Landlord Responsibilities for Kitchen Appliances in Arkansas
Arkansas landlords don’t have to provide or maintain kitchen appliances such as a dishwasher, stove, oven, microwave, or refrigerator.
Landlord Responsibilities for Electrical Issues in Arkansas
Arkansas landlords are responsible for maintaining electric service in property rented after Nov. 1, 2021, except for deliberate or negligent damage by someone other than the landlord.
Are Landlords Responsible for Replacing Light Bulbs in Arkansas?
Arkansas landlords are not responsible for replacing light bulbs or particular light fixtures.
Landlord Responsibilities for Garbage Removal in Arkansas
Arkansas landlords don’t have to provide or maintain garbage containers and service. The tenant is legally responsible for ensuring proper disposal of waste on the premises.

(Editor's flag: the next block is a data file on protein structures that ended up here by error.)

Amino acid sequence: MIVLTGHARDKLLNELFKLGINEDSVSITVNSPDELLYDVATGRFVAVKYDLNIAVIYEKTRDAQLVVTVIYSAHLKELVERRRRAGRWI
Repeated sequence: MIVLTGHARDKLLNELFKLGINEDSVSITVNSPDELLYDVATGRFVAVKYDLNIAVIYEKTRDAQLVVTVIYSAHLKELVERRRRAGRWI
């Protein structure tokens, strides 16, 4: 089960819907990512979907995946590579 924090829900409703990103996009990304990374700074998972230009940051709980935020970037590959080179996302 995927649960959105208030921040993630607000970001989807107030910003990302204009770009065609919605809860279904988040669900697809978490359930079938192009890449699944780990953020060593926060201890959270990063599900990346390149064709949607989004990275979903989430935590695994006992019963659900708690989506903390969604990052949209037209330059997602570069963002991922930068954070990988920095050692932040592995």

Landlord Responsibilities for Landscaping in Arkansas
Arkansas landlords don’t have any specific obligation to provide landscaping or maintain it with actions like cutting grass, or removing fallen trees.
Landlord Responsibilities Regarding Mold in Arkansas
Arkansas landlords have no specific responsibility to fix mold issues, or test for them.
Landlord Responsibilities Regarding Pests in Arkansas
Arkansas landlords don’t have a specific responsibility to exterminate pest infestations like rats, roaches, mice, bed bugs, and ants. They also don’t have to test for infestations.
Landlord Responsibilities for Windows & Window Coverings in Arkansas